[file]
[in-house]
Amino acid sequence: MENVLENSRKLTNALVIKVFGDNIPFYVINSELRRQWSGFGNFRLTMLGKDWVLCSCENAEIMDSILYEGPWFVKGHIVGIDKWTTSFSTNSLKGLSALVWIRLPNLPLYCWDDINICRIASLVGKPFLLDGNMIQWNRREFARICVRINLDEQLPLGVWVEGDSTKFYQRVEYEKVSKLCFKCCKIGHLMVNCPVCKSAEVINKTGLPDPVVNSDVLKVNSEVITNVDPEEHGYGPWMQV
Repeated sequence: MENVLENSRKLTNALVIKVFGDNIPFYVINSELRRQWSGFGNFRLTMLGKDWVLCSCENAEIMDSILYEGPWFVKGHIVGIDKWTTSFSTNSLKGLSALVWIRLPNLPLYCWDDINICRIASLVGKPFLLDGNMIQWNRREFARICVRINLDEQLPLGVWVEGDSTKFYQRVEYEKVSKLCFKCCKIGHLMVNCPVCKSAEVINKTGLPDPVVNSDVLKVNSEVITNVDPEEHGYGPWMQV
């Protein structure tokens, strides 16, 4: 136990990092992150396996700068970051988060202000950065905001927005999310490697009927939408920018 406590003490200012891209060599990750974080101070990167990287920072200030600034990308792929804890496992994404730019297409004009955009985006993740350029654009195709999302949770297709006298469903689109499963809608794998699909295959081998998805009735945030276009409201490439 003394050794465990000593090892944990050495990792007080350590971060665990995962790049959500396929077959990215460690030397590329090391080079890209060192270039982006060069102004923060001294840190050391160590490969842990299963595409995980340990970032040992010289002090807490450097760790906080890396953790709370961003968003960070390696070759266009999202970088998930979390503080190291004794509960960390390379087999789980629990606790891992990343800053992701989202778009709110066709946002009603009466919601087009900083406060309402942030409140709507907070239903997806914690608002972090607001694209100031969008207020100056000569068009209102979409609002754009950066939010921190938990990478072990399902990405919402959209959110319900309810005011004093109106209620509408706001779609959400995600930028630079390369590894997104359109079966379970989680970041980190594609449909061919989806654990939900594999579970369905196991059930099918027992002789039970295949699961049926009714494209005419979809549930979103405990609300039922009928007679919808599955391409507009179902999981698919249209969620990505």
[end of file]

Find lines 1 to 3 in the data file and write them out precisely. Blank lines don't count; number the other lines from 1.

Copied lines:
[in-house]
Amino acid sequence: MENVLENSRKLTNALVIKVFGDNIPFYVINSELRRQWSGFGNFRLTMLGKDWVLCSCENAEIMDSILYEGPWFVKGHIVGIDKWTTSFSTNSLKGLSALVWIRLPNLPLYCWDDINICRIASLVGKPFLLDGNMIQWNRREFARICVRINLDEQLPLGVWVEGDSTKFYQRVEYEKVSKLCFKCCKIGHLMVNCPVCKSAEVINKTGLPDPVVNSDVLKVNSEVITNVDPEEHGYGPWMQV
Repeated sequence: MENVLENSRKLTNALVIKVFGDNIPFYVINSELRRQWSGFGNFRLTMLGKDWVLCSCENAEIMDSILYEGPWFVKGHIVGIDKWTTSFSTNSLKGLSALVWIRLPNLPLYCWDDINICRIASLVGKPFLLDGNMIQWNRREFARICVRINLDEQLPLGVWVEGDSTKFYQRVEYEKVSKLCFKCCKIGHLMVNCPVCKSAEVINKTGLPDPVVNSDVLKVNSEVITNVDPEEHGYGPWMQV